With the number of infertility cases rising in the country, health experts have pitched for an urgent need to include fertility treatments in health insurance plans to minimise financial risks of persons seeking help.
Currently, both private and public health insurers do not include fertility procedures and treatments under their cover plans, experts said.
According to a study by a Bengaluru-based medical technology company, 27.5 million couples in India are suffering from infertility and are actively seeking children. The number is estimated to rise by more than 10 per cent by 2020.
Dr Archana Dhawan Bajaj, gynaecologist, obstetrician and IVF expert, Nurture IVF Centre, said health insurance plans providing cover for all fertility procedures, treatment and care would be a boon for affected couples who presently cannot afford advanced treatment.
"Infertile couples have now options such as in vitro fertilization (IVF) treatment where the eggs and sperm are combined and fertilised 'in vitro' (outside the body in controlled environment). It has come up as a boon for those who face difficulty in conceiving naturally.
"But the cost of IVF procedure in India varies from Rs 1 lakh to Rs 2.5 lakh which is expensive for many of the couples. Therefore, they either avoid treatment or take debt for the desire of a baby. We need to reduce both financial and physical risks. Experts can take care of physical and medical risks, however insurers can help in a big way to minimise financial risks," Dr Bajaj said.
Only maternity costs are currently covered by health policies not IVF treatment, which is considered a pregnancy-related issue and not an illness, Dr Shweta Mittal Gupta, senior consultant, centre of IVF and human reproduction at Sir Ganga Ram Hospital.
Infertility affects about 10 to 15 per cent of married couples, Dr Gupta said. However patients seeking treatment for same are few.
This could be attributed to lack of knowledge as well as high cost of treatments which are mostly available in the private sector and few hospitals in the government sector are offering advanced infertility treatment like IVF, said Dr Gupta.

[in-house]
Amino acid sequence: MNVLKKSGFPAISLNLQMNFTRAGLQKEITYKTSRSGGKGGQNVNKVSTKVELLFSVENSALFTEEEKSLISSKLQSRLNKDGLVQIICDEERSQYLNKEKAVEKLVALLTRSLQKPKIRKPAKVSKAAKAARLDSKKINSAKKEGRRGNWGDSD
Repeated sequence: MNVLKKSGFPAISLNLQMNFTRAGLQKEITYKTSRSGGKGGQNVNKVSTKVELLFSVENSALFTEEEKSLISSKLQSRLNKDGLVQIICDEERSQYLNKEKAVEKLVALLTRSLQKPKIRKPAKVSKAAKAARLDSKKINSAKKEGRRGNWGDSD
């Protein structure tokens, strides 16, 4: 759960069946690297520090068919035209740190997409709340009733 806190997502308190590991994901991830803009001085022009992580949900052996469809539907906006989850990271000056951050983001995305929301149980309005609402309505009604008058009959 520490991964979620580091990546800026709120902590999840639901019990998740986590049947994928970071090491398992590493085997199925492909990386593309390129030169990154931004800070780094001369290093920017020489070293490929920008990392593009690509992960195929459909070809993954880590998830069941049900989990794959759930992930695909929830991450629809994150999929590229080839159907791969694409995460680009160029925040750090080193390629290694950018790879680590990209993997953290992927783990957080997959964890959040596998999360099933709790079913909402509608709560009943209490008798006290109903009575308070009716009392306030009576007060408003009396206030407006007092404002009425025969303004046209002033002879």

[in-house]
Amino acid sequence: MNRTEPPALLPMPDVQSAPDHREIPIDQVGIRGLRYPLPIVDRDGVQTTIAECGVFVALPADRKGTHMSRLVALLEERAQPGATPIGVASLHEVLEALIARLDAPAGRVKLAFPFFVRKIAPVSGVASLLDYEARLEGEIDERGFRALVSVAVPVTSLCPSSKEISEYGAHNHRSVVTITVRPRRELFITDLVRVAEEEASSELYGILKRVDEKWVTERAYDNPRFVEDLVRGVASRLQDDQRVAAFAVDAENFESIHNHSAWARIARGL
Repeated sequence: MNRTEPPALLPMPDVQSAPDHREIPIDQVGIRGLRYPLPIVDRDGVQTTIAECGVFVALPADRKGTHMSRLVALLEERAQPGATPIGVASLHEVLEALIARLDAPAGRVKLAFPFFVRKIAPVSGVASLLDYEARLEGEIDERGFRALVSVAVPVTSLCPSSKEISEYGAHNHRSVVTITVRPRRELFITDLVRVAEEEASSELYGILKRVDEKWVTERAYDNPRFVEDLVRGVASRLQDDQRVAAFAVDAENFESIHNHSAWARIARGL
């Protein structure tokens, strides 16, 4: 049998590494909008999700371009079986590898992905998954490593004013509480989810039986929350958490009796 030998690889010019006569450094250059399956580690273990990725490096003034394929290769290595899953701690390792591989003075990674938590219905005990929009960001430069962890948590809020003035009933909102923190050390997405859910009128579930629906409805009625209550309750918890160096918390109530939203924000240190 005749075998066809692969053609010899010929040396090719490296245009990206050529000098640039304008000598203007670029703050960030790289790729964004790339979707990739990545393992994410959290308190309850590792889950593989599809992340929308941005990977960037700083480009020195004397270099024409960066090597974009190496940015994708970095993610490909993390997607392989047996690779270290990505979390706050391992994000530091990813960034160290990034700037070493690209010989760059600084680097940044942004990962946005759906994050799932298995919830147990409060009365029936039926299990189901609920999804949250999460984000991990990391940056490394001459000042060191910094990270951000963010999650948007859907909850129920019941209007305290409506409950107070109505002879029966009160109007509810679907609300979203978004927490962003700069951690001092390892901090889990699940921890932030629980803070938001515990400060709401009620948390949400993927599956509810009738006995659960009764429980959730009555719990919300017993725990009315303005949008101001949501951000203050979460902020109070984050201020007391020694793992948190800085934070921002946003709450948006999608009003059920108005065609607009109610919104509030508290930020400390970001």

"There are many countries in the world which are covering all fertility treatments under insurance. This helps couples in seeking timely investigation and treatment.
"It is the need of the hour in India to cover infertility treatments like laparoscopy, hysteroscopy, fertility medications, intrauterine insemination (IUI) and IVF under insurance like any other medical or surgical conditions which are covered," Gupta said.
Dr Dhrupti Dedhia, consultant obstetrician and gynaecologist at Surya Hospitals, said currently only 1 per cent infertile couples seek any kind of fertility treatment in the absence of insurance coverage.
"Paying out of the pocket, in the absence of adequate health insurance, is not a viable option for many. Hence, majority of infertile couples are compelled to stay away from fertility treatments. Sometimes people opt for loans which carry financial risks for the family and go through a lot of psychological and emotional trauma. Hence, we strongly recommend that insurers must include intrauterine insemination (IUI), in vitro fertilization (IVF), or frozen embryo transfer (FET) in their products," Dr Dedhia said.
Dr Dedhia further said if the insurance company pays for infertility treatments, there will be standardisation and transparency in the system.
According to the experts, fertility treatments are complex, hence, it needs a comprehensive insurance coverage.
Dr Ranjana Sharma, senior consultant, obstetrics and gynaecology, Indraprastha Apollo Hospitals, said infertility commonly occurs due to an underlying disease such as endometriosis, pelvic inflammatory disease, ovarian failure. It is also a consequence of several factors such as conceiving after the age of 35 years, stress and smoking.
In many cases, insurers refuse to cover treatment of even these underlying diseases if there is accompanying infertility, she said.
(This story has not been edited by Business Standard staff and is auto-generated from a syndicated feed.)